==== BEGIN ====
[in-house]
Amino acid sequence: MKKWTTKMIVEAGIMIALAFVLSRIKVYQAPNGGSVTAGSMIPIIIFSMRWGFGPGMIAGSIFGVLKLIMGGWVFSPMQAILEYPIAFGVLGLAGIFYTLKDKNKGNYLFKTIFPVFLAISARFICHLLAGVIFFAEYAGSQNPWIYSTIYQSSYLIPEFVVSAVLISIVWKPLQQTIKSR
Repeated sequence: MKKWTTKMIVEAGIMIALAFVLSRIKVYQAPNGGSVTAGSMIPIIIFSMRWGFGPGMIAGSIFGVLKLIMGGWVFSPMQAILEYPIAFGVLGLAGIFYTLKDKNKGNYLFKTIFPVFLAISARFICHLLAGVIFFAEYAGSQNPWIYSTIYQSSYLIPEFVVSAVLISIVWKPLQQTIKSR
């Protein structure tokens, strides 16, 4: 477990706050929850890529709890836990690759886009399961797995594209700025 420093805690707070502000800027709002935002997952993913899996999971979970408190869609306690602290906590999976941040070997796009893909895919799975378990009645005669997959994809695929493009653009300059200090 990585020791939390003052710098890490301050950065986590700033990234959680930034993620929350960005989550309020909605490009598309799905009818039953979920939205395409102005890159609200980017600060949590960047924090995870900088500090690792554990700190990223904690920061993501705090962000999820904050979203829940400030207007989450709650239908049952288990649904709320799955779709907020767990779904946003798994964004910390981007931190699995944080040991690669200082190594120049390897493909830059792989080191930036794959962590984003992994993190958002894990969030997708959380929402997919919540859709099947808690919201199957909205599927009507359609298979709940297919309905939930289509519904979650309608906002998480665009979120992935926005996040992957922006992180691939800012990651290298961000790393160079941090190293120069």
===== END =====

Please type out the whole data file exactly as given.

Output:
[in-house]
Amino acid sequence: MKKWTTKMIVEAGIMIALAFVLSRIKVYQAPNGGSVTAGSMIPIIIFSMRWGFGPGMIAGSIFGVLKLIMGGWVFSPMQAILEYPIAFGVLGLAGIFYTLKDKNKGNYLFKTIFPVFLAISARFICHLLAGVIFFAEYAGSQNPWIYSTIYQSSYLIPEFVVSAVLISIVWKPLQQTIKSR
Repeated sequence: MKKWTTKMIVEAGIMIALAFVLSRIKVYQAPNGGSVTAGSMIPIIIFSMRWGFGPGMIAGSIFGVLKLIMGGWVFSPMQAILEYPIAFGVLGLAGIFYTLKDKNKGNYLFKTIFPVFLAISARFICHLLAGVIFFAEYAGSQNPWIYSTIYQSSYLIPEFVVSAVLISIVWKPLQQTIKSR
């Protein structure tokens, strides 16, 4: 477990706050929850890529709890836990690759886009399961797995594209700025 420093805690707070502000800027709002935002997952993913899996999971979970408190869609306690602290906590999976941040070997796009893909895919799975378990009645005669997959994809695929493009653009300059200090 990585020791939390003052710098890490301050950065986590700033990234959680930034993620929350960005989550309020909605490009598309799905009818039953979920939205395409102005890159609200980017600060949590960047924090995870900088500090690792554990700190990223904690920061993501705090962000999820904050979203829940400030207007989450709650239908049952288990649904709320799955779709907020767990779904946003798994964004910390981007931190699995944080040991690669200082190594120049390897493909830059792989080191930036794959962590984003992994993190958002894990969030997708959380929402997919919540859709099947808690919201199957909205599927009507359609298979709940297919309905939930289509519904979650309608906002998480665009979120992935926005996040992957922006992180691939800012990651290298961000790393160079941090190293120069």